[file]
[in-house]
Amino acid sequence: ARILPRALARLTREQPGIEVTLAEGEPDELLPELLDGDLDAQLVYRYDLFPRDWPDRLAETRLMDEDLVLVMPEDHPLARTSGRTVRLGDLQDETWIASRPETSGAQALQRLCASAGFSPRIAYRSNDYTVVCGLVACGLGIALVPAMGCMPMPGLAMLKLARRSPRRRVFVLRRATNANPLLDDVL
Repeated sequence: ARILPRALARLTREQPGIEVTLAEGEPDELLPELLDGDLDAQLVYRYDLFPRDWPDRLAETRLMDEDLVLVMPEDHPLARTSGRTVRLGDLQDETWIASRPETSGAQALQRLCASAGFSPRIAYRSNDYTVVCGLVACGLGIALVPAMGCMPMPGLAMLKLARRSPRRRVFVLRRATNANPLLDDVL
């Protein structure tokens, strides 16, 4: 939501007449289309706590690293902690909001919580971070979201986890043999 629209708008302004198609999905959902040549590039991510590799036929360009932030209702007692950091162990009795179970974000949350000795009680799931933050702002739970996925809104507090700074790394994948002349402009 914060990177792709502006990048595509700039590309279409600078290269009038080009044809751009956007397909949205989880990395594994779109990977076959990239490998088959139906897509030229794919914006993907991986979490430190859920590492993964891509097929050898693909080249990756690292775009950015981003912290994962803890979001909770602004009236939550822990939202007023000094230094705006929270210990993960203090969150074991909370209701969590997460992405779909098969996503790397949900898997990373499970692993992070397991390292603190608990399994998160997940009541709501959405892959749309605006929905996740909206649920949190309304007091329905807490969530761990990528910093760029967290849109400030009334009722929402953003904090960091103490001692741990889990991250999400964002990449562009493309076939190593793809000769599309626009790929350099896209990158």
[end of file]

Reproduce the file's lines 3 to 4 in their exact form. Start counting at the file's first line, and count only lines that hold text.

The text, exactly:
Repeated sequence: ARILPRALARLTREQPGIEVTLAEGEPDELLPELLDGDLDAQLVYRYDLFPRDWPDRLAETRLMDEDLVLVMPEDHPLARTSGRTVRLGDLQDETWIASRPETSGAQALQRLCASAGFSPRIAYRSNDYTVVCGLVACGLGIALVPAMGCMPMPGLAMLKLARRSPRRRVFVLRRATNANPLLDDVL
């Protein structure tokens, strides 16, 4: 939501007449289309706590690293902690909001919580971070979201986890043999 629209708008302004198609999905959902040549590039991510590799036929360009932030209702007692950091162990009795179970974000949350000795009680799931933050702002739970996925809104507090700074790394994948002349402009 914060990177792709502006990048595509700039590309279409600078290269009038080009044809751009956007397909949205989880990395594994779109990977076959990239490998088959139906897509030229794919914006993907991986979490430190859920590492993964891509097929050898693909080249990756690292775009950015981003912290994962803890979001909770602004009236939550822990939202007023000094230094705006929270210990993960203090969150074991909370209701969590997460992405779909098969996503790397949900898997990373499970692993992070397991390292603190608990399994998160997940009541709501959405892959749309605006929905996740909206649920949190309304007091329905807490969530761990990528910093760029967290849109400030009334009722929402953003904090960091103490001692741990889990991250999400964002990449562009493309076939190593793809000769599309626009790929350099896209990158």